West Lancashire MP Rosie Cooper has pledged her support for creating a society that works for autistic people and their families. She made the commitment at an All Party Parliamentary Group on Autism (APPGA) event in Parliament earlier this year, marking the 10th anniversary of the Autism Act and highlighting the work that still needs to be done.
Under the landmark Autism Act, alongside other important laws like the Care Act, autistic people in England are entitled to the care and support they need. But a recent inquiry by the APPGA, supported by the National Autistic Society, found that autistic people and their families in England still aren’t getting enough support. Progress has been held up because there isn’t enough understanding of the Act’s duties on councils and the NHS and of how to implement them.
There are around 700,000 autistic children and adults in the UK and a further three million family members and carers. This means that around 1 in 100 people in each MP’s constituency are autistic.
Autism is a lifelong disability that affects how people communicate and interact with the world. It is a spectrum. This means autistic people have their own strengths and face varying challenges. Some autistic children and adults need 24-hour care and support. Others simply need clearer communication and a little longer to do things at work or school. Without the right support or understanding, autistic people can miss out on an education, struggle to find work and become extremely isolated.
West Lancashire MP Rosie Cooper said:
“I was delighted to attend this important event, marking the 10th anniversary of the landmark Autism Act.
“I am committed to representing everyone in the area and this of course includes autistic people and their families. Too many autistic people continue to face inequalities. I want to change this and am proud to pledge my support to creating a society that works for autistic people.
“We also need to see a reduction in waiting times for an autism diagnosis so advice and support can be provided much earlier.”
Caroline Stevens, Chief Executive of the National Autistic Society, said:
“Thanks to everyone who attended this important event, celebrating the 10th anniversary of the Autism Act.
“This law has made a big difference. For instance, there is now a route to diagnosis for adults in almost every part of the country and the Act is still the only law dedicated to improving support and services for a specific disability.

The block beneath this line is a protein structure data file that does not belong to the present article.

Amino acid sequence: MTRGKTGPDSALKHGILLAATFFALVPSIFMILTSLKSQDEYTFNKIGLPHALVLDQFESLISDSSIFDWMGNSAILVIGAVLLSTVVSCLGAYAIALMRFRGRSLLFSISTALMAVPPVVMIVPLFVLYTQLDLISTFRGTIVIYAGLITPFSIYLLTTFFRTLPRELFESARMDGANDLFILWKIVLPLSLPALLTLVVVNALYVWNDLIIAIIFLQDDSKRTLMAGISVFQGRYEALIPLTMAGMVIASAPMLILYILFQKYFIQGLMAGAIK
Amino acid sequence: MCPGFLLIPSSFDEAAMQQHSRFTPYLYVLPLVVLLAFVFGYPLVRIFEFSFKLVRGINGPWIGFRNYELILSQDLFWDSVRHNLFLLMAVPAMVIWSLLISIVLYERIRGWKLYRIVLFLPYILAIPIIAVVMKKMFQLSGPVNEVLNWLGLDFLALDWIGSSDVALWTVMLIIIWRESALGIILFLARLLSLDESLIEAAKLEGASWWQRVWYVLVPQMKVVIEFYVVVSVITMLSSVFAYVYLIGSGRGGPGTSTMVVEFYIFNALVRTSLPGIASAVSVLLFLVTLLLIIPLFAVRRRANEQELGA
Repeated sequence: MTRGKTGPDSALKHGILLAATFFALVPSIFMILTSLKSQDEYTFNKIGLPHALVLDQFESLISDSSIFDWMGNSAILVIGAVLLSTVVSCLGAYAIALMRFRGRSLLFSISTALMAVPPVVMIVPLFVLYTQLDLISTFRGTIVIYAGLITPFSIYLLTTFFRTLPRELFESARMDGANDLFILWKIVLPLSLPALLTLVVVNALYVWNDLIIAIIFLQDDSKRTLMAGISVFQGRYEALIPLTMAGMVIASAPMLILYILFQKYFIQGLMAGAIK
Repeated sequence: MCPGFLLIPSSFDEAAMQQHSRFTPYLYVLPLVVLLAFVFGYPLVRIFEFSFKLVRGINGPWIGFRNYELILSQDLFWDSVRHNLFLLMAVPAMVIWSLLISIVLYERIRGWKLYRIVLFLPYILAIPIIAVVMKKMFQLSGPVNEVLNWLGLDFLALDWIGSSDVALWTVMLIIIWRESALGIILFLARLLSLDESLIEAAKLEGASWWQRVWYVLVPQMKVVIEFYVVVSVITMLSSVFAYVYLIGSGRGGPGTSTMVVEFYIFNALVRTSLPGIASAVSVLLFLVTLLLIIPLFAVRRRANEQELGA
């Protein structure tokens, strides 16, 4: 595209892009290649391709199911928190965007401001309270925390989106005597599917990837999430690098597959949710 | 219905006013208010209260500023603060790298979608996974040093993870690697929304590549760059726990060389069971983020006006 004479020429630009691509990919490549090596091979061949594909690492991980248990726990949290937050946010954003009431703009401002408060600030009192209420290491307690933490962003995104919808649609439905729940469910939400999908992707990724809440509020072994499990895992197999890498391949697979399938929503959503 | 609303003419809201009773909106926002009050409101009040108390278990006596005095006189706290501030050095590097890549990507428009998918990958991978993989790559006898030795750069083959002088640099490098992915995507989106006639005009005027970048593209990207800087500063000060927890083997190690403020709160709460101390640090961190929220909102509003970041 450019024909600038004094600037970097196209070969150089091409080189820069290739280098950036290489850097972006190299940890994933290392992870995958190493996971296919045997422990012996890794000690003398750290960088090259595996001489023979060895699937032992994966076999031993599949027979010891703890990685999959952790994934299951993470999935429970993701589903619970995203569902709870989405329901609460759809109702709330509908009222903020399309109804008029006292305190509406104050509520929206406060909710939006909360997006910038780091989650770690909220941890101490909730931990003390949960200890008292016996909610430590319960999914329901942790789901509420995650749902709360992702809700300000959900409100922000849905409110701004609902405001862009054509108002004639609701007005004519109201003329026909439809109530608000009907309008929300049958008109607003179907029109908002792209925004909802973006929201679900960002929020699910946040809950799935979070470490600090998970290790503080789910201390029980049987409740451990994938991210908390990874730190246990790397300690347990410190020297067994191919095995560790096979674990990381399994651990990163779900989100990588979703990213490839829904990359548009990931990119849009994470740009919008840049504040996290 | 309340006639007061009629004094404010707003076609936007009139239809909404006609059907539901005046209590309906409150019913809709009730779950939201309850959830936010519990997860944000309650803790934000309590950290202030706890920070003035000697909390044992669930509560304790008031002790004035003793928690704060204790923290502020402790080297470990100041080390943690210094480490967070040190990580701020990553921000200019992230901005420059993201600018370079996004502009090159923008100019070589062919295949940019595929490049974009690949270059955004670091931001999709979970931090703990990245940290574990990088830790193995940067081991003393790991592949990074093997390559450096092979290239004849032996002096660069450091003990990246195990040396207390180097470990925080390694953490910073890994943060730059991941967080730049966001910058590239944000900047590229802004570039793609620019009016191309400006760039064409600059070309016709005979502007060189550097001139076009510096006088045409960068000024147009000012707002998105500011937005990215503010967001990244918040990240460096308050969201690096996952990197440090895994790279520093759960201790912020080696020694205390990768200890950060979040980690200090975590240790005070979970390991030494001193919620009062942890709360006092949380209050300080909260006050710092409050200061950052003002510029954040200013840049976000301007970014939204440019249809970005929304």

“But it’s not enough. Its impact has been limited by underfunding and poor understanding of the legal duties on public services. The APPGA’s recent inquiry showed clearly that there is simply not enough support or understanding for autistic people in our society.
“We, and the many MPs who signed our pledges, are committed to changing this and to creating a society that works for autistic people and their families.”
For more information about autism, please visit autism.org.uk
About the National Autistic Society
- The National Autistic Society is the UK’s leading charity for autistic people.
- We are here to transform lives, change attitudes and create a society that works for autistic people.
- Since 1962, we have been campaigning for autistic people’s rights and providing support and advice to autistic people and their families.
- To find out more about autism or the charity, visit www.autism.org.uk.
- Autism is a lifelong disability which affects how people communicate and interact with the world.
- There are approximately 700,000 autistic adults and children in the UK.
- All autistic people have difficulties with communication and social interaction.
- Autism is a spectrum condition. This means autistic people have their own strengths and varying and complex needs, from 24-hour care to simply needing clearer communication and a little longer to do things at work and school.
- Although everyone is different, people on the autism spectrum may:
- be under or oversensitive to sounds, touch, tastes, smells, light or colours, which can make everyday life extremely difficult
- be unable to or find it harder to speak, face delays processing information or find it hard to hold conversations
- experience intense anxiety around unexpected change and social situations
- become so overwhelmed that they experience debilitating physical and emotional ‘meltdowns’ or ‘shutdowns’.
- Without the right support or understanding, autistic people can miss out on an education, struggle to find work and become extremely isolated.